I had gone to sleep with 7995km down. So when I woke up, the next celebratory dance was just a bit more than an hour away. I had danced seven times before. Now was the eighth time. Eight thousand kilometers from Beijing to here.
So I got on the road, walked a little bit:
And then I danced:
It felt good:
I decided that I was going to take it easy today. Maybe do a 30 instead of a 35, and definitely not a 40.
If you look at the map, you will see a large water reservoir to the East of me. Well, I never went there, and I have no idea what it looked like. Because my heart belonged to some little salt lakes on the Western side of the road. There was one of them right next to the location of my dance:
The problem was: how to get down there?
Well, we somehow made it, the Caboose and I, and when we were on the shore of the salt lake and I sat down, I felt… happy:
The lake had a surreal beauty to it:
But with its slushy shore, it was not a place where you would want to walk or pull Cabooses:
I stayed there for a little while, then I went back to my road:
The Caboose and I had mixed feelings about that road:
On the one hand, it was full of potholes, which made walking a bit more tiring than on the regular road. But on the other hand, there were hardly any cars around. I saw maybe twenty cars altogether that day. It was peaceful, and it was quiet.
So yeah, mixed feelings, but I think the good outweighed the bad.
We came to another salt lake, only this one was red:
Or maybe it wasn’t salt? What else would look like this?
I was still stupidly contemplating this question when a car full of soldiers stopped next to me. They shot a few questions at me, and I felt a little insecure, because the Boss and the Don had went ahead in the car and were nowhere to be seen. But in the end the soldiers and I shook hands, and they gave me a bottle of cold, sparkling water.
No, the moniker “North Korea of Central Asia” didn’t seem to fit this country. It was the proverbial hermit kingdom, sure, as it probably allowed even less tourists in than North Korea. But the people here were generally very open to talk to me, and I could move about relatively freely.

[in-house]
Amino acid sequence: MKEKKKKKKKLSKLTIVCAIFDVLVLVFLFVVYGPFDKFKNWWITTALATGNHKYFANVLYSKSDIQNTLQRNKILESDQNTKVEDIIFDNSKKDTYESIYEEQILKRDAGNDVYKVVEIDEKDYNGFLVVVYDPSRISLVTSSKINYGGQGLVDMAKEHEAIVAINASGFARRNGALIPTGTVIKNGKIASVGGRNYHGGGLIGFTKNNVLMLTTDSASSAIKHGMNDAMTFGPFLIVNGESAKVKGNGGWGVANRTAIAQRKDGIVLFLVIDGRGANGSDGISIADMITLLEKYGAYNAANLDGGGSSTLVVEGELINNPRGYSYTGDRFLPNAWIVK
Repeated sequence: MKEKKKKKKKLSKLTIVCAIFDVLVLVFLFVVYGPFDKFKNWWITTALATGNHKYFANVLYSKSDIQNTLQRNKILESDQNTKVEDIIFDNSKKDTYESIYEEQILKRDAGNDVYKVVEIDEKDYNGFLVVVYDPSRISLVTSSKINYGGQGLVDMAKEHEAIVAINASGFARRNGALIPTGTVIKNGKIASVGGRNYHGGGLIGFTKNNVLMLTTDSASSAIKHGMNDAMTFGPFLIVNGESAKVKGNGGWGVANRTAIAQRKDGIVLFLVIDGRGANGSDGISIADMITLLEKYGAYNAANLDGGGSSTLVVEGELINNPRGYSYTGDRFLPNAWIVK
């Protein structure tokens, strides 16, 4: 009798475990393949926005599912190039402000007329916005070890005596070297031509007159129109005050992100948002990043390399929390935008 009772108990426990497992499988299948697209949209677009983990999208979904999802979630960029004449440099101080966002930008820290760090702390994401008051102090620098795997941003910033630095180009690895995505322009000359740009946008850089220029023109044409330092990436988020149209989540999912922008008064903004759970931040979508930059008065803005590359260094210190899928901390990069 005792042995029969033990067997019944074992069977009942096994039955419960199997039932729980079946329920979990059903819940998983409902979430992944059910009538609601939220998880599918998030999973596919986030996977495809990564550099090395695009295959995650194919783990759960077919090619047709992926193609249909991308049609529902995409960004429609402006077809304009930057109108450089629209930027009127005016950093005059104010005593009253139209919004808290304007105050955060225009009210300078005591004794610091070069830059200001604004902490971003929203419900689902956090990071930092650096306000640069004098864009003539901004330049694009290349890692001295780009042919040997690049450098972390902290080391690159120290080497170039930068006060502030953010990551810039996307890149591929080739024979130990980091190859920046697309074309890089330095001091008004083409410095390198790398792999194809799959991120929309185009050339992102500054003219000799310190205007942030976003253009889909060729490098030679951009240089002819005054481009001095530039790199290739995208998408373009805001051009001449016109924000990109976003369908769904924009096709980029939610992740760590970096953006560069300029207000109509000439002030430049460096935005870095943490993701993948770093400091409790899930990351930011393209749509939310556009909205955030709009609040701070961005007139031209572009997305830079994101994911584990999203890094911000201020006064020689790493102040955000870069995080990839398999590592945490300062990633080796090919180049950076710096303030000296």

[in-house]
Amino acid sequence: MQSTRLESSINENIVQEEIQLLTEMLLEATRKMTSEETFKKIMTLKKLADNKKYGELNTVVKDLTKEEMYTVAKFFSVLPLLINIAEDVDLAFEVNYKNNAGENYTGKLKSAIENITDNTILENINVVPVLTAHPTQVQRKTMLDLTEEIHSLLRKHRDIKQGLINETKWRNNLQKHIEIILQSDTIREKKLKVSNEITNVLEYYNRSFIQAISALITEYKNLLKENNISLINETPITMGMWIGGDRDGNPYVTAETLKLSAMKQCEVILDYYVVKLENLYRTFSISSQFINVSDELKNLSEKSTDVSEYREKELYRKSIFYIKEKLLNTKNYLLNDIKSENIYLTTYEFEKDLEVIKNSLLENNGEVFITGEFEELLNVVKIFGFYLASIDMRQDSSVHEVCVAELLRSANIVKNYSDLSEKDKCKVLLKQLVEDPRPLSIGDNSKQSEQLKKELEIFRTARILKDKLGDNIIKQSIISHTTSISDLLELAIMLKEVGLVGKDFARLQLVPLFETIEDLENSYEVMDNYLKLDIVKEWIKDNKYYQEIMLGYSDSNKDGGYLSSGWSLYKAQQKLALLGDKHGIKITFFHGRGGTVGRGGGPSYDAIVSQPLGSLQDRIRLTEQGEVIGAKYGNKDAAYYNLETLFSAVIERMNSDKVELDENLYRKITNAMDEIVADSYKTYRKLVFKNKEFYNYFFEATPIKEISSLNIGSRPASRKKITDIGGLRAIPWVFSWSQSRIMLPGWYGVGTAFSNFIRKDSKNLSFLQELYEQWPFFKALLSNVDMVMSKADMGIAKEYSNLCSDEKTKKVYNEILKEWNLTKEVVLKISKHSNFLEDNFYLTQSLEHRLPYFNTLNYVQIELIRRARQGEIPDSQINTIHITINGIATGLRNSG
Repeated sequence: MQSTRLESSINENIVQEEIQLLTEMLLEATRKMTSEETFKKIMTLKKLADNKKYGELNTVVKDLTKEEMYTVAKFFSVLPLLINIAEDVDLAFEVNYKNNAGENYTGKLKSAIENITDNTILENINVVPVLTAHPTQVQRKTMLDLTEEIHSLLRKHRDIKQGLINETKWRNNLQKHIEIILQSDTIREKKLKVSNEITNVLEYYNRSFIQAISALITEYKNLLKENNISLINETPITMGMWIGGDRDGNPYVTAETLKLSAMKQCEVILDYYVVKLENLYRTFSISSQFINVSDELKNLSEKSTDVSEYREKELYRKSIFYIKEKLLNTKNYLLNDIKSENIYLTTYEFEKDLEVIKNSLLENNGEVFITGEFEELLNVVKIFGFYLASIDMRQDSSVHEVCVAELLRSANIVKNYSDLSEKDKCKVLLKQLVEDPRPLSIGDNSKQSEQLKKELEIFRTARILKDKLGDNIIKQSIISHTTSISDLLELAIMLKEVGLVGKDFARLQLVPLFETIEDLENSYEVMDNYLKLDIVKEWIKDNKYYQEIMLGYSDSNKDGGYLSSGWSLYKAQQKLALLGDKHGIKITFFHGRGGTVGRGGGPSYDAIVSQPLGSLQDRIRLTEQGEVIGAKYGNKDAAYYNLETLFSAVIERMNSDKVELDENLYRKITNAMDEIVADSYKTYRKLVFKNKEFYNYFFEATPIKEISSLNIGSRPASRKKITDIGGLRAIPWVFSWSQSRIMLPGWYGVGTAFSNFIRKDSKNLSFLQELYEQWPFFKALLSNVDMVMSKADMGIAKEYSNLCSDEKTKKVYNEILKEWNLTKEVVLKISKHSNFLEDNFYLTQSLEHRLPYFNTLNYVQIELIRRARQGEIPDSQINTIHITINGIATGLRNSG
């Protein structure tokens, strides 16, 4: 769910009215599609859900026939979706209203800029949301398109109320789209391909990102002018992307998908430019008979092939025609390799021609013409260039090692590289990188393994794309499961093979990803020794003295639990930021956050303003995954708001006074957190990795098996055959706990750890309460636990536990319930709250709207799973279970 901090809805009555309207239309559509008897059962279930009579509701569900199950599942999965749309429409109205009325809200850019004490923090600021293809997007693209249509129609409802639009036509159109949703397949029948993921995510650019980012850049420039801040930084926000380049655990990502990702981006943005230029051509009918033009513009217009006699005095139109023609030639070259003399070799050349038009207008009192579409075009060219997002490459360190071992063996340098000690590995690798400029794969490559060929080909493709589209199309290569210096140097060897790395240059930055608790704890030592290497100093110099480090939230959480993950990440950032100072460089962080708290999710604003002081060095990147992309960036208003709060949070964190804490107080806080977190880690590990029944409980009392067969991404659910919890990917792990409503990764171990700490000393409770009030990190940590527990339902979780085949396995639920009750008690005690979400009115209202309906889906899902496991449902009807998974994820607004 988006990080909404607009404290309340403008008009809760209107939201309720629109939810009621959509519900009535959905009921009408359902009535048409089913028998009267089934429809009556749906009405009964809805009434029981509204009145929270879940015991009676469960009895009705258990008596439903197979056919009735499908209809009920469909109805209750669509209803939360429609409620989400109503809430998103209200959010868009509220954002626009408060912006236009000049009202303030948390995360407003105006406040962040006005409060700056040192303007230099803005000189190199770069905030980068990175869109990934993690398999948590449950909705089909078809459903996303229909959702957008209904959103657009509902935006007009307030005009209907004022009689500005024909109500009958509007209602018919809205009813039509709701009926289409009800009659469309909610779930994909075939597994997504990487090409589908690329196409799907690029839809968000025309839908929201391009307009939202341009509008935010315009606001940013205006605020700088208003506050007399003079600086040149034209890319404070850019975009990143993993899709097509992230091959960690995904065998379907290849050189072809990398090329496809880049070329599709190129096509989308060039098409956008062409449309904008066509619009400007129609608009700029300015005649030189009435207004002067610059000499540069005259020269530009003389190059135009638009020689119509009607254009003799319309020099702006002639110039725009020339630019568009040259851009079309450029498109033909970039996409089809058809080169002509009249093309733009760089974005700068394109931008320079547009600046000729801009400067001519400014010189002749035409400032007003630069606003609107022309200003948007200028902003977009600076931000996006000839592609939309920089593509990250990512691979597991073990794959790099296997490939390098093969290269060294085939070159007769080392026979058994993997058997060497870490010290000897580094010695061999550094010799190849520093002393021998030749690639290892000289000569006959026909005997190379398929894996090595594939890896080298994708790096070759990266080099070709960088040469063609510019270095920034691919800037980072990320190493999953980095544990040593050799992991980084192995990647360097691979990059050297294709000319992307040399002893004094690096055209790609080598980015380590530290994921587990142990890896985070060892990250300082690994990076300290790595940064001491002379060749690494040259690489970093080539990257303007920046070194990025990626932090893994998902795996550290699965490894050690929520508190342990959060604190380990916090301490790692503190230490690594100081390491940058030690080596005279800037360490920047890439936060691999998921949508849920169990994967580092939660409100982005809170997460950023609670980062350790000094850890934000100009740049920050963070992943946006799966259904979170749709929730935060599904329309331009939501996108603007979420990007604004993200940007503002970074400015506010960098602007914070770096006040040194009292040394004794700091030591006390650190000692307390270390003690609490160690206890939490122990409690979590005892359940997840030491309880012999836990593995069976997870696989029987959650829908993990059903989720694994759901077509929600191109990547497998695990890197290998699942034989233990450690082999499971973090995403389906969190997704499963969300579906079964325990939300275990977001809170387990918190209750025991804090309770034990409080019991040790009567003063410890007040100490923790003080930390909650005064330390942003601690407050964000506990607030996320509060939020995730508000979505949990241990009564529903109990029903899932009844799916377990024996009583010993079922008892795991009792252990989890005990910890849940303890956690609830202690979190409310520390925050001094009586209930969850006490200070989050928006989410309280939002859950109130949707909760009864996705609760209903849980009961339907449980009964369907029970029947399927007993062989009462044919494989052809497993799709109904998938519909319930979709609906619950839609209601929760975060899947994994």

The landscape had turned into steppe again at this point. Sometimes there were farm houses not far from the road:
Here’s a Let’s Walk video of the day:
Then there was one last tiny little shop:
Then a large bridge:
It spanned over the Karakum Canal, one of the world’s largest irrigation projects:
I had crossed this canal before when I was approaching Mary a few days earlier. Unfortunately, it appears that this canal is largely responsible for the suffering of the Aral Sea in Uzbekistan and Kazakhstan, because it drained a lot of water from the Amu Darya (which I had crossed on my first day in Turkmenistan).
There were some simple dwellings next to the canal:
There was more of what I have previously described as “desert art”:
And there was Rahman, who had come home from university in the Ukraine. He was spending the afternoon looking after his family’s sheep:
The rest of the way was nice and easy, even though the road took another turn for the worse:
I just realized I have never shown you the Boss and the Don, right? Well, here they are:
I felt very lucky to have them.
But you can’t be lucky all the time. We had just pitched our tents and were preparing to go to sleep, when a massive tractor appeared on a field right next to our camp and started plowing away:
The Don talked him into moving his work area a bit further down his field and away from our camp, but that didn’t help much.
It turned into a very loud night.